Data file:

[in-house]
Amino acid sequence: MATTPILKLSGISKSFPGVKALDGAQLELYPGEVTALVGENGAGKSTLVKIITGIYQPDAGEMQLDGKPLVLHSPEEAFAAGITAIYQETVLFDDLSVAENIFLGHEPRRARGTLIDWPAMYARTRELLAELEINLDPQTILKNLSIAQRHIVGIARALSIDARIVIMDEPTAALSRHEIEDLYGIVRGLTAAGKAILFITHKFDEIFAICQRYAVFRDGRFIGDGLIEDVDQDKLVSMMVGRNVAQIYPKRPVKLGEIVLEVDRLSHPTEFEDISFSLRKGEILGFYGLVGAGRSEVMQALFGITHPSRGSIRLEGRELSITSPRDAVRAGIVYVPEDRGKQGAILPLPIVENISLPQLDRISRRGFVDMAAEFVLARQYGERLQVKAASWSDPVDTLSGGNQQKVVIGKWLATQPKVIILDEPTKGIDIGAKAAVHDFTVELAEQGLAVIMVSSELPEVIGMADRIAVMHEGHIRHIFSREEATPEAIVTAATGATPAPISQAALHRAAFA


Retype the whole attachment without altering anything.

[in-house]
Amino acid sequence: MATTPILKLSGISKSFPGVKALDGAQLELYPGEVTALVGENGAGKSTLVKIITGIYQPDAGEMQLDGKPLVLHSPEEAFAAGITAIYQETVLFDDLSVAENIFLGHEPRRARGTLIDWPAMYARTRELLAELEINLDPQTILKNLSIAQRHIVGIARALSIDARIVIMDEPTAALSRHEIEDLYGIVRGLTAAGKAILFITHKFDEIFAICQRYAVFRDGRFIGDGLIEDVDQDKLVSMMVGRNVAQIYPKRPVKLGEIVLEVDRLSHPTEFEDISFSLRKGEILGFYGLVGAGRSEVMQALFGITHPSRGSIRLEGRELSITSPRDAVRAGIVYVPEDRGKQGAILPLPIVENISLPQLDRISRRGFVDMAAEFVLARQYGERLQVKAASWSDPVDTLSGGNQQKVVIGKWLATQPKVIILDEPTKGIDIGAKAAVHDFTVELAEQGLAVIMVSSELPEVIGMADRIAVMHEGHIRHIFSREEATPEAIVTAATGATPAPISQAALHRAAFA